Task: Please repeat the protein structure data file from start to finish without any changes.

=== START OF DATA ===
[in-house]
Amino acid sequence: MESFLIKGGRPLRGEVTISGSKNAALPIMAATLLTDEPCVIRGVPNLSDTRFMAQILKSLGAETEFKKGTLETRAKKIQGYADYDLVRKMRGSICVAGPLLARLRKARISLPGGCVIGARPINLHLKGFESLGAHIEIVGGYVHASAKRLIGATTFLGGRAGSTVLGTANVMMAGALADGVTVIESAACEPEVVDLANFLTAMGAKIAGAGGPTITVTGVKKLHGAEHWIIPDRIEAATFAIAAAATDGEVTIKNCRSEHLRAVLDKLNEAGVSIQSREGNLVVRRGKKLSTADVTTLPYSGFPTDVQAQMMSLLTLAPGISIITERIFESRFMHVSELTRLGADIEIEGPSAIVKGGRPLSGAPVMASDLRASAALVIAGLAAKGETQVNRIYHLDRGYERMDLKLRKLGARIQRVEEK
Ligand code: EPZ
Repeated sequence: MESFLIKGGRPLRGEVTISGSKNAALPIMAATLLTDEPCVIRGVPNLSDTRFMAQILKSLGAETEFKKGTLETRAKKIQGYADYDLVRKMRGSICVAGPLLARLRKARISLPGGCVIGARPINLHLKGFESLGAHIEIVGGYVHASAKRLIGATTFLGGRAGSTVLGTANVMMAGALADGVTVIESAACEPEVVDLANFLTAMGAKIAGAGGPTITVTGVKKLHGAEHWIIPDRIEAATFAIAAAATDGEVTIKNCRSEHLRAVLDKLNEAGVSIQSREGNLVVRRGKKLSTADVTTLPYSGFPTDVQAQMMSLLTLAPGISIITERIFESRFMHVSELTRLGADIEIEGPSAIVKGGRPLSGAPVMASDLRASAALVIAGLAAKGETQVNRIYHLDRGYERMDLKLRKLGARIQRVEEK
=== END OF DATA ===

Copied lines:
[in-house]
Amino acid sequence: MESFLIKGGRPLRGEVTISGSKNAALPIMAATLLTDEPCVIRGVPNLSDTRFMAQILKSLGAETEFKKGTLETRAKKIQGYADYDLVRKMRGSICVAGPLLARLRKARISLPGGCVIGARPINLHLKGFESLGAHIEIVGGYVHASAKRLIGATTFLGGRAGSTVLGTANVMMAGALADGVTVIESAACEPEVVDLANFLTAMGAKIAGAGGPTITVTGVKKLHGAEHWIIPDRIEAATFAIAAAATDGEVTIKNCRSEHLRAVLDKLNEAGVSIQSREGNLVVRRGKKLSTADVTTLPYSGFPTDVQAQMMSLLTLAPGISIITERIFESRFMHVSELTRLGADIEIEGPSAIVKGGRPLSGAPVMASDLRASAALVIAGLAAKGETQVNRIYHLDRGYERMDLKLRKLGARIQRVEEK
Ligand code: EPZ
Repeated sequence: MESFLIKGGRPLRGEVTISGSKNAALPIMAATLLTDEPCVIRGVPNLSDTRFMAQILKSLGAETEFKKGTLETRAKKIQGYADYDLVRKMRGSICVAGPLLARLRKARISLPGGCVIGARPINLHLKGFESLGAHIEIVGGYVHASAKRLIGATTFLGGRAGSTVLGTANVMMAGALADGVTVIESAACEPEVVDLANFLTAMGAKIAGAGGPTITVTGVKKLHGAEHWIIPDRIEAATFAIAAAATDGEVTIKNCRSEHLRAVLDKLNEAGVSIQSREGNLVVRRGKKLSTADVTTLPYSGFPTDVQAQMMSLLTLAPGISIITERIFESRFMHVSELTRLGADIEIEGPSAIVKGGRPLSGAPVMASDLRASAALVIAGLAAKGETQVNRIYHLDRGYERMDLKLRKLGARIQRVEEK